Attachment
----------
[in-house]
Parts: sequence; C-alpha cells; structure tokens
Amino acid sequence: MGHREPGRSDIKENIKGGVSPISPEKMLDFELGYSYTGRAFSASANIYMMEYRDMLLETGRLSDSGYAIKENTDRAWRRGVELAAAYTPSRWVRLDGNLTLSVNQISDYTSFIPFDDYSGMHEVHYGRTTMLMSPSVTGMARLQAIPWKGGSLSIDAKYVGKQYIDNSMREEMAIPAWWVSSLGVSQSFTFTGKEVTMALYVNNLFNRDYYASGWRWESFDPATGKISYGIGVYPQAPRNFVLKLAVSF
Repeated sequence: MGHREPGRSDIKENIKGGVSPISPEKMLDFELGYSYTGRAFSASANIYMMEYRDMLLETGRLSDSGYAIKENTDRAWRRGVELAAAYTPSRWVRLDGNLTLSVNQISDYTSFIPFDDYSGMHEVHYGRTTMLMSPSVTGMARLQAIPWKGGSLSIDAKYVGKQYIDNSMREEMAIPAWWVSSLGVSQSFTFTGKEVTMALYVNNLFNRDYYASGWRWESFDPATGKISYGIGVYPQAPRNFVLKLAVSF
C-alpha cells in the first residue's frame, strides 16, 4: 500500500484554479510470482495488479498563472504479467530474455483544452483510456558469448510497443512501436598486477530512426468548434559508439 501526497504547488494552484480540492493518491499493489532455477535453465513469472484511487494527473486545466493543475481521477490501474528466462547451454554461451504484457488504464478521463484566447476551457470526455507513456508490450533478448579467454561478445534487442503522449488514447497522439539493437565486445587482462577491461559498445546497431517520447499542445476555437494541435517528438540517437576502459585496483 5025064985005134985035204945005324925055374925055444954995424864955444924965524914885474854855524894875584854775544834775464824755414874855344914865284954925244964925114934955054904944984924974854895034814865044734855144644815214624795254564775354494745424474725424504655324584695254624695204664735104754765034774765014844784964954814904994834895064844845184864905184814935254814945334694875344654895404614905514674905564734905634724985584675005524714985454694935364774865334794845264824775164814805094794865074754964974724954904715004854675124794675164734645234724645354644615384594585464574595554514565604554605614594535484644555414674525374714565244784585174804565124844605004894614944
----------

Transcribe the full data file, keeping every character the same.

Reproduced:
[in-house]
Parts: sequence; C-alpha cells; structure tokens
Amino acid sequence: MGHREPGRSDIKENIKGGVSPISPEKMLDFELGYSYTGRAFSASANIYMMEYRDMLLETGRLSDSGYAIKENTDRAWRRGVELAAAYTPSRWVRLDGNLTLSVNQISDYTSFIPFDDYSGMHEVHYGRTTMLMSPSVTGMARLQAIPWKGGSLSIDAKYVGKQYIDNSMREEMAIPAWWVSSLGVSQSFTFTGKEVTMALYVNNLFNRDYYASGWRWESFDPATGKISYGIGVYPQAPRNFVLKLAVSF
Repeated sequence: MGHREPGRSDIKENIKGGVSPISPEKMLDFELGYSYTGRAFSASANIYMMEYRDMLLETGRLSDSGYAIKENTDRAWRRGVELAAAYTPSRWVRLDGNLTLSVNQISDYTSFIPFDDYSGMHEVHYGRTTMLMSPSVTGMARLQAIPWKGGSLSIDAKYVGKQYIDNSMREEMAIPAWWVSSLGVSQSFTFTGKEVTMALYVNNLFNRDYYASGWRWESFDPATGKISYGIGVYPQAPRNFVLKLAVSF
C-alpha cells in the first residue's frame, strides 16, 4: 500500500484554479510470482495488479498563472504479467530474455483544452483510456558469448510497443512501436598486477530512426468548434559508439 501526497504547488494552484480540492493518491499493489532455477535453465513469472484511487494527473486545466493543475481521477490501474528466462547451454554461451504484457488504464478521463484566447476551457470526455507513456508490450533478448579467454561478445534487442503522449488514447497522439539493437565486445587482462577491461559498445546497431517520447499542445476555437494541435517528438540517437576502459585496483 5025064985005134985035204945005324925055374925055444954995424864955444924965524914885474854855524894875584854775544834775464824755414874855344914865284954925244964925114934955054904944984924974854895034814865044734855144644815214624795254564775354494745424474725424504655324584695254624695204664735104754765034774765014844784964954814904994834895064844845184864905184814935254814945334694875344654895404614905514674905564734905634724985584675005524714985454694935364774865334794845264824775164814805094794865074754964974724954904715004854675124794675164734645234724645354644615384594585464574595554514565604554605614594535484644555414674525374714565244784585174804565124844605004894614944